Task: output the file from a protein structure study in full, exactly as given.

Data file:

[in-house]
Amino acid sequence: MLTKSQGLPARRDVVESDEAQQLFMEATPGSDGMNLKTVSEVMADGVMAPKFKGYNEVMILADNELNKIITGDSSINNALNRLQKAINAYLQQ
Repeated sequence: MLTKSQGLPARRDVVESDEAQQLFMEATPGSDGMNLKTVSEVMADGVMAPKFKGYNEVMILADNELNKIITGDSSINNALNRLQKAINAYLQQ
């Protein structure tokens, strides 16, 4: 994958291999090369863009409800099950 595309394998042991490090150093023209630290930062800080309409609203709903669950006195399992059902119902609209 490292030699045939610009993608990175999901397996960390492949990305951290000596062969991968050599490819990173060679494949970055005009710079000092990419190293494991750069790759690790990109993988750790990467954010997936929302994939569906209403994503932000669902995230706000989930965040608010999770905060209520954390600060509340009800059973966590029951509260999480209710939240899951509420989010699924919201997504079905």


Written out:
[in-house]
Amino acid sequence: MLTKSQGLPARRDVVESDEAQQLFMEATPGSDGMNLKTVSEVMADGVMAPKFKGYNEVMILADNELNKIITGDSSINNALNRLQKAINAYLQQ
Repeated sequence: MLTKSQGLPARRDVVESDEAQQLFMEATPGSDGMNLKTVSEVMADGVMAPKFKGYNEVMILADNELNKIITGDSSINNALNRLQKAINAYLQQ
């Protein structure tokens, strides 16, 4: 994958291999090369863009409800099950 595309394998042991490090150093023209630290930062800080309409609203709903669950006195399992059902119902609209 490292030699045939610009993608990175999901397996960390492949990305951290000596062969991968050599490819990173060679494949970055005009710079000092990419190293494991750069790759690790990109993988750790990467954010997936929302994939569906209403994503932000669902995230706000989930965040608010999770905060209520954390600060509340009800059973966590029951509260999480209710939240899951509420989010699924919201997504079905």